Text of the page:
Anibal Sanchez required a cortisone shot last week to combat right shoulder inflammation, but he appears on track to make his first scheduled start of the regular season.
According to Jason Beck of MLB.com, Sanchez threw 71 pitches in a minor league game today without incident. His first game action since March 12, he allowed one run on seven hits and one walk over four innings while striking out four.
Tigers manager Brad Ausmus wants to see how Sanchez feels tomorrow before he truly exhales, but the current plan calls for him to come back over to the Grapefruit League side to start Saturday against the Nationals. If all goes well, he’ll start the third game of the regular season next week against the Royals.
Sanchez, 30, led the American League with a 2.57 ERA last season and compiled an impressive 202/54 K/BB ratio over 182 innings. His shoulder has been an issue for him during his career and even sidelined him briefly last season, so while it appears that he will start the season on time, it will be something to monitor.
It was assumed already, but Mike Scioscia made it official during Monday’s press conference for new general manager Billy Eppler that he will return as Angels manager in 2016.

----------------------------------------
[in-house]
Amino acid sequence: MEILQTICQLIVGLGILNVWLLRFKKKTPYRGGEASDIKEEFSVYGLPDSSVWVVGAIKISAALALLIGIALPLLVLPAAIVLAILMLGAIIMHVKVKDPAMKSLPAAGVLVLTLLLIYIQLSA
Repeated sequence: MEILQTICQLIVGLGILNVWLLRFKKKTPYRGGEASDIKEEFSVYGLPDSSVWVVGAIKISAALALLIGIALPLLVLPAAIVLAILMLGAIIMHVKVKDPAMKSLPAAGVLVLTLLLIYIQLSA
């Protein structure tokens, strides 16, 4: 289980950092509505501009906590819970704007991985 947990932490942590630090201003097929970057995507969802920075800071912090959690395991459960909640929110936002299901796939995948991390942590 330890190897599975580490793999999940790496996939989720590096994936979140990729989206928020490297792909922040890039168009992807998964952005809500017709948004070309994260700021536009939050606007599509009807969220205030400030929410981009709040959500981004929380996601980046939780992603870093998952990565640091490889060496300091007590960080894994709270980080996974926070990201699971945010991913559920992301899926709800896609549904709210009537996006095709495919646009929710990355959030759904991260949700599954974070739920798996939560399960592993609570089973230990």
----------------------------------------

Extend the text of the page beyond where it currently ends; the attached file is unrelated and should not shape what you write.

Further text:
Scioscia, the longest-tenured manager in the majors, has been at the helm with the Angels since 2000. There was a clause in his contract which allowed him to opt out after the 2015 season, but he has decided to stay put. He still has three years and $15 million on his contract, which runs through 2018.
Jerry Dipoto resigned as Angels general manager in July amid tension with Scioscia, so there were naturally questions today about what to expect with first-time GM Eppler in the fold. According to David Adler of MLB.com, Scioscia isn’t concerned.
“I think we’re going to mesh very well,” Scioscia said. “If we adjust, or maybe he adjusts to some of the things, there’s going to be collaboration that’s going to make us better.”
Eppler is the fourth general manager during Scioscia’s tenure with the team.
After winning the AL West last season, the Angels finished 85-77 this season and narrowly missed the playoffs. The team hasn’t won a postseason game since 2009.
Astros center fielder Carlos Gomez sat out the final series of the regular season in order to rest a strained left intercostal muscle, but there was good news coming out of a workout today in advance of Tuesday’s Wild Card game vs. the Yankees.
This has been a lingering issue for Gomez, who missed 13 straight games with the injury last month. He aggravated the strain on a throw to home plate last Wednesday and was forced to sit while the Astros fought to keep their season alive. Astros manager A.J. Hinch told reporters last week that Gomez’s injury would typically take 45-50 days to recover from, so it’s fair to wonder how productive he can be during the postseason.
Gomez mostly struggled after coming over from the Brewers at the trade deadline, batting .242 with four home runs and a .670 OPS over 41 games.